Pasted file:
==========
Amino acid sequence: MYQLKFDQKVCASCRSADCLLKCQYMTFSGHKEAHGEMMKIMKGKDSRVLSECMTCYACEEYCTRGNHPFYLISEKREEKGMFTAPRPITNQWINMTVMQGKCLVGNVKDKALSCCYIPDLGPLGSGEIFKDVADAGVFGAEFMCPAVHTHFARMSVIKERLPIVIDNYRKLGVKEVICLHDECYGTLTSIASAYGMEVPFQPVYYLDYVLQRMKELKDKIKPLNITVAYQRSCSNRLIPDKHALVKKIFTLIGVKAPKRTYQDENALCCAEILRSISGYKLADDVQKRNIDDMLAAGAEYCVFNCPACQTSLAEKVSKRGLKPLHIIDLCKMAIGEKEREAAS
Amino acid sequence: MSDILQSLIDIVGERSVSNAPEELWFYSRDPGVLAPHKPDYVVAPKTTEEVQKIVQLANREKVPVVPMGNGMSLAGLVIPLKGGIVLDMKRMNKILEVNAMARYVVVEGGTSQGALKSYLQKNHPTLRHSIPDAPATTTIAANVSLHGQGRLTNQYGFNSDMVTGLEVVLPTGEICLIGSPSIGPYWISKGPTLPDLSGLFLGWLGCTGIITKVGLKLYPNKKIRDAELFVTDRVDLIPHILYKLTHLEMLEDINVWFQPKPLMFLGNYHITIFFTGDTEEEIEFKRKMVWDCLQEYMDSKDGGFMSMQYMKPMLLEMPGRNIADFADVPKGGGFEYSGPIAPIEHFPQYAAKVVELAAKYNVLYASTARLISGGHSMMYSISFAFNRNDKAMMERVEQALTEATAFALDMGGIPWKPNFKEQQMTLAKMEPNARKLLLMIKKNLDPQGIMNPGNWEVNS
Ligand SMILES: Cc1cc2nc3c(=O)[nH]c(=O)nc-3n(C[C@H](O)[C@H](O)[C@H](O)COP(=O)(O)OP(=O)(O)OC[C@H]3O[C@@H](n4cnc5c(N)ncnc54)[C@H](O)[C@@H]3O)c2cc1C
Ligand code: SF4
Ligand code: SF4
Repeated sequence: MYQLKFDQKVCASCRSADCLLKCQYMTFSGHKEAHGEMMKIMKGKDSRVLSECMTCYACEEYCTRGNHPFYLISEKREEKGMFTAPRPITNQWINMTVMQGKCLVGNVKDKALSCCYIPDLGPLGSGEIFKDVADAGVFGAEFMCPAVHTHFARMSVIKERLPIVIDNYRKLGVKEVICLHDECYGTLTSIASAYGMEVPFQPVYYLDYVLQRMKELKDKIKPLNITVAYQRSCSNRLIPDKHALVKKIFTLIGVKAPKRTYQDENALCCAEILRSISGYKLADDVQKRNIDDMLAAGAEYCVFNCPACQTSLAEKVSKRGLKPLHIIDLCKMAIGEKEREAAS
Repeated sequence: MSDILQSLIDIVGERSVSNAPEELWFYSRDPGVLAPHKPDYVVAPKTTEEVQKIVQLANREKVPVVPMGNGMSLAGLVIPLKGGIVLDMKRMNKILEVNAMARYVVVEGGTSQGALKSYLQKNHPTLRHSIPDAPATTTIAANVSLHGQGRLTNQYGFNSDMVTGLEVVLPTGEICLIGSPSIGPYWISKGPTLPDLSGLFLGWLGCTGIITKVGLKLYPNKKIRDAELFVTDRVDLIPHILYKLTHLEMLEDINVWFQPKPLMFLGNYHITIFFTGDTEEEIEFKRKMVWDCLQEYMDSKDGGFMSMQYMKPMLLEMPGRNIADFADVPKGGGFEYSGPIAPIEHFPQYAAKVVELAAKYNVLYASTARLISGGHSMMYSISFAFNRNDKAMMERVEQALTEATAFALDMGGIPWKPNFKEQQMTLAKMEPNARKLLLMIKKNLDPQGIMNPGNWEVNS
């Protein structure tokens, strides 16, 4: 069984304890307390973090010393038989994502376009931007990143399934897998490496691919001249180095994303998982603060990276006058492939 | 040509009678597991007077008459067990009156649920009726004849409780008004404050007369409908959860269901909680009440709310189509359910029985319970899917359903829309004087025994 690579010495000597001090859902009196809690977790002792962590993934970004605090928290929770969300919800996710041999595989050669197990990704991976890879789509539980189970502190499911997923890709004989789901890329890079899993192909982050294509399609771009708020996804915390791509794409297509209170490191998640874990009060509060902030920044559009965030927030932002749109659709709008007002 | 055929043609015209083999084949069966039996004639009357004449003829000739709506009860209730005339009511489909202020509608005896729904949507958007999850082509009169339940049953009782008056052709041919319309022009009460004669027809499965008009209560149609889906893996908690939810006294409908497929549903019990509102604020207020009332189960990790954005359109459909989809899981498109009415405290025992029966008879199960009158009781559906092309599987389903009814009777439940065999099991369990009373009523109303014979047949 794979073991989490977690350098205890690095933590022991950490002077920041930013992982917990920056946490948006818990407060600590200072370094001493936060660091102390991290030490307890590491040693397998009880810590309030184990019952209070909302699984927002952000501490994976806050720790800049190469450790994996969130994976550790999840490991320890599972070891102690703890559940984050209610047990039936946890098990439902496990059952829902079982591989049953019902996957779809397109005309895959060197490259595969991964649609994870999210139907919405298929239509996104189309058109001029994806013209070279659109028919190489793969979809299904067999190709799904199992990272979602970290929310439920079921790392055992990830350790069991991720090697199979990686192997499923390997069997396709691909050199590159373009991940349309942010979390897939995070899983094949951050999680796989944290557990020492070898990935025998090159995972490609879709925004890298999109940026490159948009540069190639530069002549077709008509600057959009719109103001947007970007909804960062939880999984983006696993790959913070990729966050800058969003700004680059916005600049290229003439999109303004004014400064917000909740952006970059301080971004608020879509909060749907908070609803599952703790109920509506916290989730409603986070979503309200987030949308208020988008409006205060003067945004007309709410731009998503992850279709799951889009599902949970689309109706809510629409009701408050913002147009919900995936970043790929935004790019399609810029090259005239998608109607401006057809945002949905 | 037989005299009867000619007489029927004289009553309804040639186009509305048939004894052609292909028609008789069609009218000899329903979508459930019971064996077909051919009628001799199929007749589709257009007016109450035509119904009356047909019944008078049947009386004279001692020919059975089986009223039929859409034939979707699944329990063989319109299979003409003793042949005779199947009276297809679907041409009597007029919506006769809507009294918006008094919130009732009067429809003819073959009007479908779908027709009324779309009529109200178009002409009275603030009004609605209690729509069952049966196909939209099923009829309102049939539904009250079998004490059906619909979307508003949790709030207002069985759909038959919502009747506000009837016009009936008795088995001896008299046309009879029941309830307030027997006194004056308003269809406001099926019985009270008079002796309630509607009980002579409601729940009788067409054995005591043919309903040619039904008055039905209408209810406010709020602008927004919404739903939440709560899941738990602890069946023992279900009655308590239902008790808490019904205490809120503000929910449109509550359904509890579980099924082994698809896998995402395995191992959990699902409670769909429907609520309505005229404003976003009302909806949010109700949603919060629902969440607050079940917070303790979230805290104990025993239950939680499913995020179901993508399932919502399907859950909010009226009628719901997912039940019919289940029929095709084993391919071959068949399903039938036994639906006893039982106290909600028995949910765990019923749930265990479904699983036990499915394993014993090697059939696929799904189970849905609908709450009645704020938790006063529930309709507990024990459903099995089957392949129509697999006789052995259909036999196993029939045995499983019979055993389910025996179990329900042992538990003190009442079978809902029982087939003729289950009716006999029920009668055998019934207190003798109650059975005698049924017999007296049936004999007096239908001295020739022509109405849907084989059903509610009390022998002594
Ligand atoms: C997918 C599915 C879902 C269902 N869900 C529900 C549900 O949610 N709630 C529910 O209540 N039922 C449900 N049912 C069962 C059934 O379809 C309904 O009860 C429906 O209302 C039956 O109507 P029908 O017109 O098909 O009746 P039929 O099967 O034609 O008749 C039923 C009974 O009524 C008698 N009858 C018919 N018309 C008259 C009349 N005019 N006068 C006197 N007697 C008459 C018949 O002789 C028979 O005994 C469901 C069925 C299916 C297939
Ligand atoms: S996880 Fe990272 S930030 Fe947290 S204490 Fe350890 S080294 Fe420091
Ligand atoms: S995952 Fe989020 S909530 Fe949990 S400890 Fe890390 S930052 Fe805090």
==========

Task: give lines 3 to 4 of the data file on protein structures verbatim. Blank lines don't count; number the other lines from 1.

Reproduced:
Ligand SMILES: Cc1cc2nc3c(=O)[nH]c(=O)nc-3n(C[C@H](O)[C@H](O)[C@H](O)COP(=O)(O)OP(=O)(O)OC[C@H]3O[C@@H](n4cnc5c(N)ncnc54)[C@H](O)[C@@H]3O)c2cc1C
Ligand code: SF4